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Social Samaritan Justice: When and Why Needy Fellow Citizens Have a Right to Assistance


In late 2012, Hurricane Sandy hit the East Coast of the U.S., causing much suffering and devastation. Those who could have easily helped Sandy's victims had a duty to do so. But was this a rightfully enforceable duty of justice, or a nonenforceable duty of beneficence? The answer to this question is often thought to depend on the kind of help offered: the provision of immediate bodily services is not enforceable; the transfer of material resources is. I argue that this double standard is unjustified, and defend a version of what I call “social samaritanism.” On this view, within political communities, the duty to help the needy—whether via bodily services or resource transfers—is always an enforceable demand of justice, except when the needy are reckless; across independent political communities, it is always a matter of beneficence. I defend this alternative double standard, and consider its implications for the case of Sandy.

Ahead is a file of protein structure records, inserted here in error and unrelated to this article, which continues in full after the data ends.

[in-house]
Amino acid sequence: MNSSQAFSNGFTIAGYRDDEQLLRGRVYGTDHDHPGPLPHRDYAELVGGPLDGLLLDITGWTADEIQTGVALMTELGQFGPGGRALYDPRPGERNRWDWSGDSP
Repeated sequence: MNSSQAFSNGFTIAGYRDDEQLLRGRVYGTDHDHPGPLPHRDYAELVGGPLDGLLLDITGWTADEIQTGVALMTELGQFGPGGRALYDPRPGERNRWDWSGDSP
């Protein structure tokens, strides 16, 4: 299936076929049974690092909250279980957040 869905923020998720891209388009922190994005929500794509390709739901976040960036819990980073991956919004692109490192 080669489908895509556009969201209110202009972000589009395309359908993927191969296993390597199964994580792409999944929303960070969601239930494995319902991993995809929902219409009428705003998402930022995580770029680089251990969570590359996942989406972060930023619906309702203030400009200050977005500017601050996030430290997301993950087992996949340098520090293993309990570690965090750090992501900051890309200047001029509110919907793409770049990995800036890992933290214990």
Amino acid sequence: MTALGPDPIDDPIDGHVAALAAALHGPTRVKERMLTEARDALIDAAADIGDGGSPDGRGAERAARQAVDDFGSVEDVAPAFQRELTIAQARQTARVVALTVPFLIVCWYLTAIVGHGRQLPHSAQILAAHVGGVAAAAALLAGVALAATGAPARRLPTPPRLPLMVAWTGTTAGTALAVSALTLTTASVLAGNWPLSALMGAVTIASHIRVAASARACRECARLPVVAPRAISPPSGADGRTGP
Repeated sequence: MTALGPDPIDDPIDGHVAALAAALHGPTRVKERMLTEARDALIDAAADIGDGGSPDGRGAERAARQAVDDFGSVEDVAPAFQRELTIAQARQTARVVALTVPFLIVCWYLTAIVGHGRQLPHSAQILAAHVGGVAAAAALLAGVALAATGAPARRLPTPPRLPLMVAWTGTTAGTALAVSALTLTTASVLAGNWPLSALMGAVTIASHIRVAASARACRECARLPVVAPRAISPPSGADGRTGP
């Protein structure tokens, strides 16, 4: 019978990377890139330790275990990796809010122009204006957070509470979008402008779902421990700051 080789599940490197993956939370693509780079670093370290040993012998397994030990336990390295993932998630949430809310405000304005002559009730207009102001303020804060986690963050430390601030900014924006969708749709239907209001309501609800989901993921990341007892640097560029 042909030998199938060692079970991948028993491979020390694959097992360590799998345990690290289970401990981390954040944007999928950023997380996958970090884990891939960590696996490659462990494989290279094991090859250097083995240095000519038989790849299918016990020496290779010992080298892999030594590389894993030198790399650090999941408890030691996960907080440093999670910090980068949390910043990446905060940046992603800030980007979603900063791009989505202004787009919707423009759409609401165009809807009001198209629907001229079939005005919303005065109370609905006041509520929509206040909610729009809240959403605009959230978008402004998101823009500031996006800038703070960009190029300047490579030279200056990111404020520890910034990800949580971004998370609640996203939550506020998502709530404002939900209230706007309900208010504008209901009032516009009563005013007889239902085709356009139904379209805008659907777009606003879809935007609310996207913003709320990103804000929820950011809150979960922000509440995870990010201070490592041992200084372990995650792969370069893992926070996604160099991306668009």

Corresponding author
Laura Valentini is Associate Professor of Political Science, Department of Government, London School of Economics and Political Science, London, UK (
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